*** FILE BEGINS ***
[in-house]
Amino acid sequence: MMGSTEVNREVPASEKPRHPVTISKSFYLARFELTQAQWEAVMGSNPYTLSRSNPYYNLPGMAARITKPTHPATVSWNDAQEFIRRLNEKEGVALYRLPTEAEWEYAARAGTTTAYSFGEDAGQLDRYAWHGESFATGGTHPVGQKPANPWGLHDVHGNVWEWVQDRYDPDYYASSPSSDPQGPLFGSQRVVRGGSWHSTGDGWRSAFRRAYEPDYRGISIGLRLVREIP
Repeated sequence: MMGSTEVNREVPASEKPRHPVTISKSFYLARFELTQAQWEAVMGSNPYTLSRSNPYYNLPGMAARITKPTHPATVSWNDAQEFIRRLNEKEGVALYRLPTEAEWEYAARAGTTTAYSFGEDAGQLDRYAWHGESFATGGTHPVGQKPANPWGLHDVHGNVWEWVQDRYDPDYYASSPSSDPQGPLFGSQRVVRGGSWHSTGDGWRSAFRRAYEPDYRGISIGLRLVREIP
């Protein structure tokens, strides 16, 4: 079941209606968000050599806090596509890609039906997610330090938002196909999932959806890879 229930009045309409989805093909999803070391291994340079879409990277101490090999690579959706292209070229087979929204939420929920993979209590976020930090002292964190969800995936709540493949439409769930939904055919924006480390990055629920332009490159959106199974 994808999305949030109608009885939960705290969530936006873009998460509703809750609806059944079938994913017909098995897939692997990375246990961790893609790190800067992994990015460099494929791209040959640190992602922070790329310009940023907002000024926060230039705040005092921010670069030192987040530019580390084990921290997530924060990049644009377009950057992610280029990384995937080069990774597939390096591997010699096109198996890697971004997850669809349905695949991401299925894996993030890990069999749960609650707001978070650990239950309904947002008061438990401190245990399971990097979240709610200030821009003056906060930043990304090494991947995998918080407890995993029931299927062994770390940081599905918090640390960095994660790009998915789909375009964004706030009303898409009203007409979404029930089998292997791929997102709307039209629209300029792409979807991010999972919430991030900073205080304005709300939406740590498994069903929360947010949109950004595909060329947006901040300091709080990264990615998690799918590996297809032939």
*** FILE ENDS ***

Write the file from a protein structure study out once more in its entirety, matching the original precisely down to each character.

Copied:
[in-house]
Amino acid sequence: MMGSTEVNREVPASEKPRHPVTISKSFYLARFELTQAQWEAVMGSNPYTLSRSNPYYNLPGMAARITKPTHPATVSWNDAQEFIRRLNEKEGVALYRLPTEAEWEYAARAGTTTAYSFGEDAGQLDRYAWHGESFATGGTHPVGQKPANPWGLHDVHGNVWEWVQDRYDPDYYASSPSSDPQGPLFGSQRVVRGGSWHSTGDGWRSAFRRAYEPDYRGISIGLRLVREIP
Repeated sequence: MMGSTEVNREVPASEKPRHPVTISKSFYLARFELTQAQWEAVMGSNPYTLSRSNPYYNLPGMAARITKPTHPATVSWNDAQEFIRRLNEKEGVALYRLPTEAEWEYAARAGTTTAYSFGEDAGQLDRYAWHGESFATGGTHPVGQKPANPWGLHDVHGNVWEWVQDRYDPDYYASSPSSDPQGPLFGSQRVVRGGSWHSTGDGWRSAFRRAYEPDYRGISIGLRLVREIP
């Protein structure tokens, strides 16, 4: 079941209606968000050599806090596509890609039906997610330090938002196909999932959806890879 229930009045309409989805093909999803070391291994340079879409990277101490090999690579959706292209070229087979929204939420929920993979209590976020930090002292964190969800995936709540493949439409769930939904055919924006480390990055629920332009490159959106199974 994808999305949030109608009885939960705290969530936006873009998460509703809750609806059944079938994913017909098995897939692997990375246990961790893609790190800067992994990015460099494929791209040959640190992602922070790329310009940023907002000024926060230039705040005092921010670069030192987040530019580390084990921290997530924060990049644009377009950057992610280029990384995937080069990774597939390096591997010699096109198996890697971004997850669809349905695949991401299925894996993030890990069999749960609650707001978070650990239950309904947002008061438990401190245990399971990097979240709610200030821009003056906060930043990304090494991947995998918080407890995993029931299927062994770390940081599905918090640390960095994660790009998915789909375009964004706030009303898409009203007409979404029930089998292997791929997102709307039209629209300029792409979807991010999972919430991030900073205080304005709300939406740590498994069903929360947010949109950004595909060329947006901040300091709080990264990615998690799918590996297809032939």